Mount Cirrus (Huntington) is another peak that Eric and I climbed together in 2014.
Mount Cirrus (Huntington) is another peak that Eric and I climbed together in 2014.
Still some moderate / difficult terrain before the summit traverse.
Still some moderate / difficult terrain before the summit traverse.
Ascending the upper SW ridge.
Ascending the upper SW ridge.
Spectacular views of Huntington Mountain.
Spectacular views of Huntington Mountain.
Gazing back on our ascent route and Norman Lake with Wilson rising in the distance.
Gazing back on our ascent route and Norman Lake with Wilson rising in the distance.
Eric on the summit ridge with Coleman Lake far beneath.
Eric on the summit ridge with Coleman Lake far beneath.
Incredible view of Alberta's highest mountain, Mount Columbia, which I finally summitted in 2015.
Incredible view of Alberta's highest mountain, Mount Columbia, which I finally summitted in 2015.
Coleman Lake and Cirrus Mountain.
Coleman Lake and Cirrus Mountain.
The Coleman Glacier.
The Coleman Glacier.
The summit ridge stretches before us - the glacier route joining on the left.
The summit ridge stretches before us - the glacier route joining on the left.
Eric follows me along the summit ridge.
Eric follows me along the summit ridge.
Some exposure and hands-on scrambling!
Some exposure and hands-on scrambling!
Some exposure and hands-on scrambling!
Some exposure and hands-on scrambling!
Erasmus, Amery, Willerval, Alexandra, Bryce, Saskatchewan, Columbia, Athabasca, Cirrus,  Stewart
Erasmus, Amery, Willerval, Alexandra, Bryce, Saskatchewan, Columbia, Athabasca, Cirrus, Stewart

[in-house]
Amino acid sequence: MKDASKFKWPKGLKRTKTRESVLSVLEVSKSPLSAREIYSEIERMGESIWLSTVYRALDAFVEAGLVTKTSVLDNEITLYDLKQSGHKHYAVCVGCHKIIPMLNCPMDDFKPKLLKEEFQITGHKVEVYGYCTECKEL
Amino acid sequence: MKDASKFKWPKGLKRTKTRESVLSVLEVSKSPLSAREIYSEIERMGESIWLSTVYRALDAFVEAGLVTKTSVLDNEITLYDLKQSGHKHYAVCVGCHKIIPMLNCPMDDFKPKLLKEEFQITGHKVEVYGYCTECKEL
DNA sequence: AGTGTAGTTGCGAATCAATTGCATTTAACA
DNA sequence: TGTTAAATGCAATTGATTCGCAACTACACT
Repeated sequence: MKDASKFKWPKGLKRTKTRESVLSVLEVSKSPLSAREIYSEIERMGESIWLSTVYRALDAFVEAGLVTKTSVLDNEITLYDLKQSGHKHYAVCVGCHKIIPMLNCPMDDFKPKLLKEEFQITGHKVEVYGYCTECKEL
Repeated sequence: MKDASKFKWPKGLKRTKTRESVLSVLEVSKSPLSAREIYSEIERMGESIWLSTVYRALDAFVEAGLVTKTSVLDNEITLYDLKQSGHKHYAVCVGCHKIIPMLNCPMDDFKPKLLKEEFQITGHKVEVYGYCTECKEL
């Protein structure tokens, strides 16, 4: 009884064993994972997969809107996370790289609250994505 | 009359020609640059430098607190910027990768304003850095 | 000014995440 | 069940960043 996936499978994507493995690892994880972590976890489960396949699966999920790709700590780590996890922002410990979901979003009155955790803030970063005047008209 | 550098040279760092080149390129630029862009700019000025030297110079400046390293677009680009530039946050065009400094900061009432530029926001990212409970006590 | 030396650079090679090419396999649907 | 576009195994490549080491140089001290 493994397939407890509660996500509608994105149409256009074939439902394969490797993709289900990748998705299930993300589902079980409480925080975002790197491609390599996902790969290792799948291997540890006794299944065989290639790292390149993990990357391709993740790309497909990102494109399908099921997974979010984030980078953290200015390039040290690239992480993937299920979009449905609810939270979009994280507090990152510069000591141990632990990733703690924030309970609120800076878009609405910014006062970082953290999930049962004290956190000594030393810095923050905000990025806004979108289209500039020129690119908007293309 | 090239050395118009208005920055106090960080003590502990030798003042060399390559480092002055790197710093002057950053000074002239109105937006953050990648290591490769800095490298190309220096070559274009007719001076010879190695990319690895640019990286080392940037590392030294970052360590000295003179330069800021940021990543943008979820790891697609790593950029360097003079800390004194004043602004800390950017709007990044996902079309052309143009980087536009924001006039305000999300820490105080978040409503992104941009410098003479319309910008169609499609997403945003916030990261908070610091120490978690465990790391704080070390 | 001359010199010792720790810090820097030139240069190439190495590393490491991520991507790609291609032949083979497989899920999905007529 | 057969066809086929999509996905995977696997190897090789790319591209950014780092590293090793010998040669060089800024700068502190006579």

Views up the Alexandra River Valley past Amery and Willerval to Mount Alexandra.
Views up the Alexandra River Valley past Amery and Willerval to Mount Alexandra.
From R to L, Bryce, Saskatchewan, Columbia and other Columbia Icefields peaks at right.
From R to L, Bryce, Saskatchewan, Columbia and other Columbia Icefields peaks at right.
Beautiful Cirrus Mountain
Beautiful Cirrus Mountain
Kitchener, Stutfield and Stutfield NE
Kitchener, Stutfield and Stutfield NE
Andromeda with Androlumbia on the left.
Andromeda with Androlumbia on the left.
Columbia and Androlumbia.
Columbia and Androlumbia.
Mount Saskatchewan is a near 11,000er.
Mount Saskatchewan is a near 11,000er.
Mighty Mount Bryce.
Mighty Mount Bryce.
Mount Alexandra at the head of the Alexandra River Valley.
Mount Alexandra at the head of the Alexandra River Valley.
From L to R, Christian, Rudolph, Edward, Ernest.
From L to R, Christian, Rudolph, Edward, Ernest.
Mount Wilson is another huge peak to the south of Coleman that Eric and I did together.
Mount Wilson is another huge peak to the south of Coleman that Eric and I did together.
Views down the Coleman Glacier towards Cirrus.
Views down the Coleman Glacier towards Cirrus.
Vern on the summit.
Vern on the summit.
A wider view of the Alexandra River Valley including (from L to R), Willerval, Lyells, Farbus, Oppy, Alexandra and Queen.
A wider view of the Alexandra River Valley including (from L to R), Willerval, Lyells, Farbus, Oppy, Alexandra and Queen.
A Rick Collier register.
A Rick Collier register.
The summit ridge on our retreat - there is some pretty serious exposure if you're not used to this sort of thing.
The summit ridge on our retreat - there is some pretty serious exposure if you're not used to this sort of thing.
Retreating along the SW summit ridge.
Retreating along the SW summit ridge.
Retreating along the SW summit ridge.
Retreating along the SW summit ridge.
Back on scree to Sunset Meadows and Normal Lake.
Back on scree to Sunset Meadows and Normal Lake.
Descending to Sunset Meadow.
Descending to Sunset Meadow.
Descending to Sunset Meadow.
Descending to Sunset Meadow.
Back in the drainage.
Back in the drainage.
Eric on Twin Falls.
Eric on Twin Falls.
Can't beat these views! Twin Falls with Coleman in the bg.
Can't beat these views! Twin Falls with Coleman in the bg.
A lovely walk back through Sunset Pass Meadows with Amery tempting us in the distance.
A lovely walk back through Sunset Pass Meadows with Amery tempting us in the distance.
Norman Creek and Mount Coleman.
Norman Creek and Mount Coleman.
Coleman looks far away as we drop from Normal Lake.
Coleman looks far away as we drop from Normal Lake.
Descending to the Icefields Parkway.
Descending to the Icefields Parkway.
Norman Creek.
Norman Creek.